By Roger Bernard, Farm Journal Policy & Washington Editor
Sustainable ag is a popular buzz term in many circles today and the definitions vary. Now, USDA joined the discussion in a big way at last week's Ag Outlook Forum.
The conference attracts attendees from across the country but also from around the world. The 86th version held this year focused on sustainable agriculture as its overarching theme.
But that focus on a topic which has gotten little attention in previous versions of the confab -- only one session was on sustainable agriculture over the past seven years -- didn't displace attention that is typically given to the first "official" USDA look at what lies ahead for 2010.
While some point to the Longterm Baseline projections that USDA releases each year as their "first" look at 2010, those estimates are more of a guideline than anything else as they are based on supply and demand conditions from late 2009. The estimates discussed at the Outlook Forum are based on more-current conditions.
The confab opened Thursday, Feb. 18, with USDA Chief Economist Joe Glauber "setting the tone" by outlining some of the economic conditions that underpin the outlook for the coming growing season. He also offered up some initial acreage figures and a few numbers from the balance sheets, offering a preview of what USDA analysts would offer in detail Friday morning.
Trade also was a focus in the Thursday opening sessions with remarks by Undersecretary Jim Miller who released the updated U.S. ag export forecast for Fiscal Year (FY) 2010 -- another annual "feature" of the Outlook Forum. U.S. Trade Representative Ron Kirk also spoke of trade and its importance to agriculture.
While Kirk talked trade and trade deals such as those negotiated with Colombia, Panama and South Korea that have yet to be presented to Congress for approval, he didn't signal when the administration might send those to Congress. That was noticed by more than a few at the confab, including reporters who pressed USDA Sec. Tom Vilsack in a press conference as to why more focus wasn't being put on trade.
The confab's general session was entitled Sustainability, Stakeholders & Customers: Achieving a Healthier & Secure Future. But it, too, revealed one of the key issues: While there is a definition in law on sustainable agriculture, the concept of sustainability means many things to many people. Even those in attendance at the Forum had their own ideas of what sustainability really means -- ranging from environmental sustainability to a concept that is probably most important to farmers and U.S. agriculture -- economic sustainability.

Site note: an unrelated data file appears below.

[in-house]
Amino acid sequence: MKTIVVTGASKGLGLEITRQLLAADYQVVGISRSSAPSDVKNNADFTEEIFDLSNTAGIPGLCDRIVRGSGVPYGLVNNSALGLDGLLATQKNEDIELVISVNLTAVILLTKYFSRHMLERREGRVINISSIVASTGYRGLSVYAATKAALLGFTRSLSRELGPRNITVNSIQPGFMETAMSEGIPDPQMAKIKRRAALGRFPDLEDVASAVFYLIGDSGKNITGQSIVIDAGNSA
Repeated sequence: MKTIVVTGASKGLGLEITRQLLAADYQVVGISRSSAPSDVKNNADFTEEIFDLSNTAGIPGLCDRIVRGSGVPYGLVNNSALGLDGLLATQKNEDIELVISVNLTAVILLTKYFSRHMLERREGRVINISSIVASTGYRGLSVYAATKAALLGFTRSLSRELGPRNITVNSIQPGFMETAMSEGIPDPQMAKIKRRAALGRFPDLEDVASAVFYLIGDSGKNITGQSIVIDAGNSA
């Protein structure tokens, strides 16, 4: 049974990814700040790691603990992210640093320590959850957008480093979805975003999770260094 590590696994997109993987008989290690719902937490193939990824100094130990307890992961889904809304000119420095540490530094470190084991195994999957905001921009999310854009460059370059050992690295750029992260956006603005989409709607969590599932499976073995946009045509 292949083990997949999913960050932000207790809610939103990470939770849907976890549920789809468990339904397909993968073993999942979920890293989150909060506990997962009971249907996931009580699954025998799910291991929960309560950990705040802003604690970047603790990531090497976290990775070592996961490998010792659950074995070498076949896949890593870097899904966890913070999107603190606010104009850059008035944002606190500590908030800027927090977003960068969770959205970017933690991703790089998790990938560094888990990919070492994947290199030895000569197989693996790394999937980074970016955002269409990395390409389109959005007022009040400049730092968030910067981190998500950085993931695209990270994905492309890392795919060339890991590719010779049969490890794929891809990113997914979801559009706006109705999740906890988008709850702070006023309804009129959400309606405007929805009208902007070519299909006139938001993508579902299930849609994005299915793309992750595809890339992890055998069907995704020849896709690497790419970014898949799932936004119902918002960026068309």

From year to year, the focus on different sessions changes. For example, over the 2007 and 2008 Forums, as prices had risen and the food versus fuel debate was reaching a growing crescendo, there was standing room only in the session dedicated to food price forecasts from USDA. Typically, that session had seen little attendance and focus. As the food price focus has lessened, the sessions has remained well attended. But it didn't attract the crush of folks it did just a couple years ago.
The commodity outlook information detailed in Friday morning's sessions was one of the usual topics of debate, though few quibbled a great deal with USDA's projections for the year ahead. Perhaps the biggest question mark in the hallways outside the sessions related to soybeans, particularly USDA's soybean acreage projection. Most weren't as convinced as USDA analysts that there will be fewer acres planted to soybeans in the U.S. this coming growing season. But even those disagreeing with USDA weren't outraged at what the Department's analysts were projecting.
Of course, with the setting of the confab just outside Washington, there was considerable talk on politics -- something which rarely gets much attention during the sessions for the annual gathering. But that certainly doesn't stop participants from political talk between sessions.
I'm often asked what the "tone" is from this meeting. Those attending this year had really a pretty optimistic tone -- despite the economic downturn that has gripped the nation and the world. But perhaps that's because agriculture is one of the sectors that hasn't seen as big of an impact as others from the recession.
And even those where there has been an impact -- the meat sector in particular -- were noting signs of improvement on the demand side. USDA analysts forecast a recovery in U.S. pork and beef exports as global economic recovery continues. And even Wesley Batista, head of JBS USA, told Forum attendees his firm was seeing improvement in meat demand from the food service sector.
So the confab had an air of optimism overall, not uncontrolled optimism, but maybe more of a "realistic" optimism. Some were leery of what the longer-term outlook may hold. But like the U.S. agriculture, where each year starts with optimism of a new growing season, the Forum feel was one of optimism. And that optimism will be critical for the agriculture sector to maintain as it faces the challenge of feeding and clothing the world.